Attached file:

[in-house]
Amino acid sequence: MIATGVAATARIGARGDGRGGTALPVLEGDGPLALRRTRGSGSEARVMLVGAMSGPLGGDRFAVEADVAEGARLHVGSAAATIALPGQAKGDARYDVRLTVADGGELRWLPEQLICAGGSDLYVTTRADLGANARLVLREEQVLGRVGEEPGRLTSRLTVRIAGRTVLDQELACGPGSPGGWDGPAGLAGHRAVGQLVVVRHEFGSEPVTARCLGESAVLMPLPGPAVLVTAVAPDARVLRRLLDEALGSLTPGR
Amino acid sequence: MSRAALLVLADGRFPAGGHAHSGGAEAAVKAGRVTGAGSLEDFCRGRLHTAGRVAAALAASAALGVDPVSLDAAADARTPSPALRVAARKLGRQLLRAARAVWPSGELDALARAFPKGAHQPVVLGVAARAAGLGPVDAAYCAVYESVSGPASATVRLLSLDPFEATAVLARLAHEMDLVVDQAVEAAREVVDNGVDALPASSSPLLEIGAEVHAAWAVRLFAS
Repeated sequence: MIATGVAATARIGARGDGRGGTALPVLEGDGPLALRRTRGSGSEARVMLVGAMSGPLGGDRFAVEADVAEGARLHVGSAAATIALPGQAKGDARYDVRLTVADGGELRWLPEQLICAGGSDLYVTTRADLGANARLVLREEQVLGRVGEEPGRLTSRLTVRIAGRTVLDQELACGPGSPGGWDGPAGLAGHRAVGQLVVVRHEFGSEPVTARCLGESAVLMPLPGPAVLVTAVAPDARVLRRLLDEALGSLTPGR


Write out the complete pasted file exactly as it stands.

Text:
[in-house]
Amino acid sequence: MIATGVAATARIGARGDGRGGTALPVLEGDGPLALRRTRGSGSEARVMLVGAMSGPLGGDRFAVEADVAEGARLHVGSAAATIALPGQAKGDARYDVRLTVADGGELRWLPEQLICAGGSDLYVTTRADLGANARLVLREEQVLGRVGEEPGRLTSRLTVRIAGRTVLDQELACGPGSPGGWDGPAGLAGHRAVGQLVVVRHEFGSEPVTARCLGESAVLMPLPGPAVLVTAVAPDARVLRRLLDEALGSLTPGR
Amino acid sequence: MSRAALLVLADGRFPAGGHAHSGGAEAAVKAGRVTGAGSLEDFCRGRLHTAGRVAAALAASAALGVDPVSLDAAADARTPSPALRVAARKLGRQLLRAARAVWPSGELDALARAFPKGAHQPVVLGVAARAAGLGPVDAAYCAVYESVSGPASATVRLLSLDPFEATAVLARLAHEMDLVVDQAVEAAREVVDNGVDALPASSSPLLEIGAEVHAAWAVRLFAS
Repeated sequence: MIATGVAATARIGARGDGRGGTALPVLEGDGPLALRRTRGSGSEARVMLVGAMSGPLGGDRFAVEADVAEGARLHVGSAAATIALPGQAKGDARYDVRLTVADGGELRWLPEQLICAGGSDLYVTTRADLGANARLVLREEQVLGRVGEEPGRLTSRLTVRIAGRTVLDQELACGPGSPGGWDGPAGLAGHRAVGQLVVVRHEFGSEPVTARCLGESAVLMPLPGPAVLVTAVAPDARVLRRLLDEALGSLTPGR